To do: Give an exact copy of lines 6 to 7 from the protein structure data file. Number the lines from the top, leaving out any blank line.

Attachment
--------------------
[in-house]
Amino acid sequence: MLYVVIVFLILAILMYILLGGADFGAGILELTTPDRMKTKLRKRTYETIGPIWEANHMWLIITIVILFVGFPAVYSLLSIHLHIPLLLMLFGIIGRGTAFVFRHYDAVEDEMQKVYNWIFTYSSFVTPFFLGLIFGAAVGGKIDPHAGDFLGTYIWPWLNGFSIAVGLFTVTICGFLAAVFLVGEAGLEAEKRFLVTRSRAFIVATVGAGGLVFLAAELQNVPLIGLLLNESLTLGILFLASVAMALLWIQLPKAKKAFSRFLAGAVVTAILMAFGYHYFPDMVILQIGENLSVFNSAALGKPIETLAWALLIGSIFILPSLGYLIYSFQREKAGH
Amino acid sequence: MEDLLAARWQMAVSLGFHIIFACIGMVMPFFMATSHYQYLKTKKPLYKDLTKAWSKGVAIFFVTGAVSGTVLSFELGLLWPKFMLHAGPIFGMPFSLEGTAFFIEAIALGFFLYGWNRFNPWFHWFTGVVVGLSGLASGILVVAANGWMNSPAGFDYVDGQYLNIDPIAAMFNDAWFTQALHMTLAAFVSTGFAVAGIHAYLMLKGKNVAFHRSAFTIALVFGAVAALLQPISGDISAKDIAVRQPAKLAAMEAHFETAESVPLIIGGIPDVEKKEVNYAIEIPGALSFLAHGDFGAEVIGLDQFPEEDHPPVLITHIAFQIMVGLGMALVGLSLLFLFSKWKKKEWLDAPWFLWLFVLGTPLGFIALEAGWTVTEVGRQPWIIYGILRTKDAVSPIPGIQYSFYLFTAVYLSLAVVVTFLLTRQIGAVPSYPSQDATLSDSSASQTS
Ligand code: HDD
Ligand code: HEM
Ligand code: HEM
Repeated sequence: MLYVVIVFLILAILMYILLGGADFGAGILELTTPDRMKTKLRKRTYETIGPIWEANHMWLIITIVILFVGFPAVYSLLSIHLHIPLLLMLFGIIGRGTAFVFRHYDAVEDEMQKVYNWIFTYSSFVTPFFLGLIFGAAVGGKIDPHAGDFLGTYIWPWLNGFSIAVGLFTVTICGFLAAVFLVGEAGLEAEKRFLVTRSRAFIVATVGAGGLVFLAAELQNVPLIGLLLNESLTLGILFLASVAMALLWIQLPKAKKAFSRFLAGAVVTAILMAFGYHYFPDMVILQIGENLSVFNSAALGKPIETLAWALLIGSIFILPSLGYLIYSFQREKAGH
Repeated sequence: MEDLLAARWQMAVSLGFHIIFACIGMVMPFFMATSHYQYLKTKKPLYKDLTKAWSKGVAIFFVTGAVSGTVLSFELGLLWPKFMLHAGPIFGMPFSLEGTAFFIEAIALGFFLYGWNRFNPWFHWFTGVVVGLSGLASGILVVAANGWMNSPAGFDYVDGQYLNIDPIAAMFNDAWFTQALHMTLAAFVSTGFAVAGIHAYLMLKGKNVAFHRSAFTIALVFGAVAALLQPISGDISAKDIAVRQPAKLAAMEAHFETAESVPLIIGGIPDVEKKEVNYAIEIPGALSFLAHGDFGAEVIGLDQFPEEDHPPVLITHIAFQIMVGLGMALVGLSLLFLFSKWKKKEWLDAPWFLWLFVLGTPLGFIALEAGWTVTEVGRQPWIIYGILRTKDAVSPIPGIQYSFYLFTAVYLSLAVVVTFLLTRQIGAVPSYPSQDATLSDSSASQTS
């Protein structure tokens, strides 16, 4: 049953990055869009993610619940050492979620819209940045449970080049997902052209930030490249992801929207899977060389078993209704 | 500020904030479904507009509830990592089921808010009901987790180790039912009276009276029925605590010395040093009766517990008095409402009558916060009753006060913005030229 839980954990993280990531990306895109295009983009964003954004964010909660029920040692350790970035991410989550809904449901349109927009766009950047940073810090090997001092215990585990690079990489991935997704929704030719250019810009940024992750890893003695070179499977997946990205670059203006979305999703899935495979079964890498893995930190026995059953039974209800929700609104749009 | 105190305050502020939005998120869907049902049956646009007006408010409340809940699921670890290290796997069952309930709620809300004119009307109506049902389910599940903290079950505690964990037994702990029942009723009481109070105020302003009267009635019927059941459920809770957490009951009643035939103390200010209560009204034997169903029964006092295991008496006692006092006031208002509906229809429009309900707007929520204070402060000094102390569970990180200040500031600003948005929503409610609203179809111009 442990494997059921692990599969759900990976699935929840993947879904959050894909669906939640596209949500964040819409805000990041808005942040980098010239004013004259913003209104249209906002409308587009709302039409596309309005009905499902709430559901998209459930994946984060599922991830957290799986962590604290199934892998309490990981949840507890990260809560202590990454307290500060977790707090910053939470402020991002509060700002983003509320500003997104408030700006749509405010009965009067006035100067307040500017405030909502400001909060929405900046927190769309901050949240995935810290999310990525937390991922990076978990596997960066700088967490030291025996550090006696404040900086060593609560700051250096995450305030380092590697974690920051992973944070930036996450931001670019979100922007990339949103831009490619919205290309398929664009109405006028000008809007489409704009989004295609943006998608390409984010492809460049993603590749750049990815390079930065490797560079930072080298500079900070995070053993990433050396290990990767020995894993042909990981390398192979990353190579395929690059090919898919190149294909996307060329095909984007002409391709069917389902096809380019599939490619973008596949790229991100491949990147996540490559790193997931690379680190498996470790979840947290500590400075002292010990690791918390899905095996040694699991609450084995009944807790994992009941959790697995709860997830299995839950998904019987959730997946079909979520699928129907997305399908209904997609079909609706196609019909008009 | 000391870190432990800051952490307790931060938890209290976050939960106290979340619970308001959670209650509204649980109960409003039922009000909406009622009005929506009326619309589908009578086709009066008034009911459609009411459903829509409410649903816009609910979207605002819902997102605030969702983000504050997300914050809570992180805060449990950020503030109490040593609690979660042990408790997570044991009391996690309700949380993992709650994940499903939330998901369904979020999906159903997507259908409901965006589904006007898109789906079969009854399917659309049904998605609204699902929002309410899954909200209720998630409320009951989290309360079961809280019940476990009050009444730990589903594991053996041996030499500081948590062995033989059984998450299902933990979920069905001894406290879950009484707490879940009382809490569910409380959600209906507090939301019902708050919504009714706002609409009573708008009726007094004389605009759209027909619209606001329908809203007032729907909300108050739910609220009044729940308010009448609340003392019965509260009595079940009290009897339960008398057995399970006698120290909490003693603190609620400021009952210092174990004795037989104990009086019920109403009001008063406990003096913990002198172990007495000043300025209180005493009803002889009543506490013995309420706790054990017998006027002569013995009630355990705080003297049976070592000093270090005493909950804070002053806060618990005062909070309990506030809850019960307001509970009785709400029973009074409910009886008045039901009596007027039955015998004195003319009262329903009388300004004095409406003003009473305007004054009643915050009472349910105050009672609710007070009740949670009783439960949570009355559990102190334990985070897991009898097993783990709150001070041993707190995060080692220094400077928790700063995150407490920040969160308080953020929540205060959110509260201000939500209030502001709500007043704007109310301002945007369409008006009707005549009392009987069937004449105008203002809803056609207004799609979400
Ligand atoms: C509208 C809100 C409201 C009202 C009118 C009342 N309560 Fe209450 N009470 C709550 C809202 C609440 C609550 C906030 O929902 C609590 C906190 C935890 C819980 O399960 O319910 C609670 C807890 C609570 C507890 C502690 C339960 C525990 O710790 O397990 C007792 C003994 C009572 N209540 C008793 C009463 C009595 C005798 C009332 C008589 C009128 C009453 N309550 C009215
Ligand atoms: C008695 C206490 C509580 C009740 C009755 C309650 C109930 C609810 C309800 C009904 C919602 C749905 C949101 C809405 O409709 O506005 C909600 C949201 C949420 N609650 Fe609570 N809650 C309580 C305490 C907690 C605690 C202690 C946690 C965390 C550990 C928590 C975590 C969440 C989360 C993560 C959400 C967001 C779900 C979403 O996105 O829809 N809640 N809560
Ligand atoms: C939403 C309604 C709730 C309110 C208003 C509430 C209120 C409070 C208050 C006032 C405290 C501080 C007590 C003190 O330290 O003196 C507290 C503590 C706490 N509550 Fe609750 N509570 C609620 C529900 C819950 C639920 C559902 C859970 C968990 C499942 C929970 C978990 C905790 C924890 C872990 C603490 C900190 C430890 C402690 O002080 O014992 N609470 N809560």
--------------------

Ligand code: HEM
Repeated sequence: MLYVVIVFLILAILMYILLGGADFGAGILELTTPDRMKTKLRKRTYETIGPIWEANHMWLIITIVILFVGFPAVYSLLSIHLHIPLLLMLFGIIGRGTAFVFRHYDAVEDEMQKVYNWIFTYSSFVTPFFLGLIFGAAVGGKIDPHAGDFLGTYIWPWLNGFSIAVGLFTVTICGFLAAVFLVGEAGLEAEKRFLVTRSRAFIVATVGAGGLVFLAAELQNVPLIGLLLNESLTLGILFLASVAMALLWIQLPKAKKAFSRFLAGAVVTAILMAFGYHYFPDMVILQIGENLSVFNSAALGKPIETLAWALLIGSIFILPSLGYLIYSFQREKAGH